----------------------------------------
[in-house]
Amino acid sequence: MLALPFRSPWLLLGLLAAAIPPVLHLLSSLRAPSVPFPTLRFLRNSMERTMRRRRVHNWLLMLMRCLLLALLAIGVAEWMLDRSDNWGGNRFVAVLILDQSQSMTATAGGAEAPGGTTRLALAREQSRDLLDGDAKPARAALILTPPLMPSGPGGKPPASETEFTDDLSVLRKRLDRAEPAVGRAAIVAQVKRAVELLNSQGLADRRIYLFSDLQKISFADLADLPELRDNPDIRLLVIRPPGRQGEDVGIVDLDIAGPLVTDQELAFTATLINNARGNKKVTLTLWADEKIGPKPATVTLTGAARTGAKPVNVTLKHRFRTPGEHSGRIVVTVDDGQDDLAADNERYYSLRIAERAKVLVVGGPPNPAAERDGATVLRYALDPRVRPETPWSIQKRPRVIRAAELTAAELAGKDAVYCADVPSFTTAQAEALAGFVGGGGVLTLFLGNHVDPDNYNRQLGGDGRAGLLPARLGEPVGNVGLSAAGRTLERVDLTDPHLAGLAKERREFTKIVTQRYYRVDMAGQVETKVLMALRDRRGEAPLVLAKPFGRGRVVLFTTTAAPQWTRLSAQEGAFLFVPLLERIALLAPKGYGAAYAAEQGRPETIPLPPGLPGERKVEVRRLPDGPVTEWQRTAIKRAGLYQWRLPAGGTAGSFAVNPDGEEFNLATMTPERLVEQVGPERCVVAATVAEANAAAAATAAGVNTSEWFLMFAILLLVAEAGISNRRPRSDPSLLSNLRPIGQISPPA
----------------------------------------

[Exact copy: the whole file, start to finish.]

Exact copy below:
[in-house]
Amino acid sequence: MLALPFRSPWLLLGLLAAAIPPVLHLLSSLRAPSVPFPTLRFLRNSMERTMRRRRVHNWLLMLMRCLLLALLAIGVAEWMLDRSDNWGGNRFVAVLILDQSQSMTATAGGAEAPGGTTRLALAREQSRDLLDGDAKPARAALILTPPLMPSGPGGKPPASETEFTDDLSVLRKRLDRAEPAVGRAAIVAQVKRAVELLNSQGLADRRIYLFSDLQKISFADLADLPELRDNPDIRLLVIRPPGRQGEDVGIVDLDIAGPLVTDQELAFTATLINNARGNKKVTLTLWADEKIGPKPATVTLTGAARTGAKPVNVTLKHRFRTPGEHSGRIVVTVDDGQDDLAADNERYYSLRIAERAKVLVVGGPPNPAAERDGATVLRYALDPRVRPETPWSIQKRPRVIRAAELTAAELAGKDAVYCADVPSFTTAQAEALAGFVGGGGVLTLFLGNHVDPDNYNRQLGGDGRAGLLPARLGEPVGNVGLSAAGRTLERVDLTDPHLAGLAKERREFTKIVTQRYYRVDMAGQVETKVLMALRDRRGEAPLVLAKPFGRGRVVLFTTTAAPQWTRLSAQEGAFLFVPLLERIALLAPKGYGAAYAAEQGRPETIPLPPGLPGERKVEVRRLPDGPVTEWQRTAIKRAGLYQWRLPAGGTAGSFAVNPDGEEFNLATMTPERLVEQVGPERCVVAATVAEANAAAAATAAGVNTSEWFLMFAILLLVAEAGISNRRPRSDPSLLSNLRPIGQISPPA